As I took in my surroundings, I noticed a large retention pond out behind the store and began searching for his derelict parents. Even though it was raining. Even though I was aerating the grass with my better pair of black work heels. I trudged through the rain and mud around the enormous pond looking for anyone that might match up with this little being. I saw an assortment of geese and ducks, but not one with a family of little ones. It was about this time it occurred to me the water fowl appeared to be looking at me like I was a crazy person. I was admittedly, having very similar thoughts. Wondering where the parents were, or why this little one was alone walking onto such a busy road in the first place, I lost another thirty minutes searching. I finally threw in the towel. I headed back home with the little quacker to take my morning meetings in my home office.
So it should come as no surprise to anyone who knows me, that I had a baby goose at one of my meetings at Ford Motor Company. It doesn't seem that ludicrous to me.
I created a nest with a blanket, set up some water, and what I imagined a baby duck might eat if it were hungry. Baby fluff-ball almost immediately fell asleep, and I took my early meetings. Not wanting to miss the important stuff, the little quacker woke up just in time for my executive call. He started making a conspicuous racket for something so minuscule. I picked up baby, trying to calm him down. The non-stop chirping prompted a host of questions on the call. I explained quickly, there was laughter, followed by some friendly teasing. This entire adventure made me smile. A motherly connection began rising in my heart to this tiny being. Maybe baby fluff felt the connection as well, because for all the duckling nuzzles, I received that day, he only bit my nose twice. I took that as a high compliment! Between meetings I researched online and quickly learned my duck was a goose. I called the closest wildlife rescue as soon as they opened and was enthusiastically encouraged to drive my baby goose back to the pond to look for the parents.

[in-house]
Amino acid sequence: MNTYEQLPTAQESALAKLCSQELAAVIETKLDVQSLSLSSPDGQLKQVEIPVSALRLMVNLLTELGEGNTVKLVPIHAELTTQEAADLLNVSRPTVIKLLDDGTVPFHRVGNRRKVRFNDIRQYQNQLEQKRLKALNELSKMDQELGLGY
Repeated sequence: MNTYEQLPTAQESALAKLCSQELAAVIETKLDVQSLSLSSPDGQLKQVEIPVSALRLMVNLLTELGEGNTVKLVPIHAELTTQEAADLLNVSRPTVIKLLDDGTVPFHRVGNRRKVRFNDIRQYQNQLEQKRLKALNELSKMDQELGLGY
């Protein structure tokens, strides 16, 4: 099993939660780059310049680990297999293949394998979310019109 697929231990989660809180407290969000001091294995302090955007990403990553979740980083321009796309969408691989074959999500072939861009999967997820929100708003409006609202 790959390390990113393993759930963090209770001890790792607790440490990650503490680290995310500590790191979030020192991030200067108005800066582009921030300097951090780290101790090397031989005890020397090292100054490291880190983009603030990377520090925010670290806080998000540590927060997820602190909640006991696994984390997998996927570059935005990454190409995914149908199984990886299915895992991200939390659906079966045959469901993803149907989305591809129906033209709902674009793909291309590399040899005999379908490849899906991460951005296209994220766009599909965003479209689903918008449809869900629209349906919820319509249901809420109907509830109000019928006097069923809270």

At lunch I resumed my search around the pond, eyeballing every water fowl in and around the pond. My heart leaped when I spotted a set of parents with two other babies of the exact size and coloring. This must be mom and dad. As soon as baby fluff heard the honking of goose parents it began chirping madly. It was clear my little honker recognized these two. Twice I tried releasing it to the parents, both times with the mother goose chasing me away from her two babies, and my baby goose running in the wrong direction. Once again, I found myself hoping that no one was watching me. A woman, running around in the rain by a retention pond, holding a baby goose, chasing big geese. I found some comfort in the fact that I was wearing my rain boots instead of Michael Kors heels this time.
I tried a third time and success! Baby ran to mama, and mama stopped and started to check out baby. She curiously began nudging him with her bill, softly honking in goose, “there-there little one, everything is okay now.” The rescuer had advised I would need to be 100% certain the geese accepted the baby before I could leave, as there was a chance the parents would reject him. I stood in the rain for another 30 minutes, observing the parents with their third gosling to be certain it was welcomed into the family. I watched them float across the pond. I watched the mom picking grass and the babies eating it. Finally, when mom sat down on my baby goose, along with the other two, I instinctively knew it was a done deal. I departed in gratitude and awe at the beauty, intelligence and divinity of creation. I felt grateful for the opportunity to be on the highway at the perfect moment to save this little creature; I felt grateful to be a part of this moment. I might have even cried a tear or two, realizing there would be no more baby goose nuzzles – probably ever.
I departed in gratitude and awe at the beauty, intelligence and divinity of creation, and for the opportunity to be a part of this moment.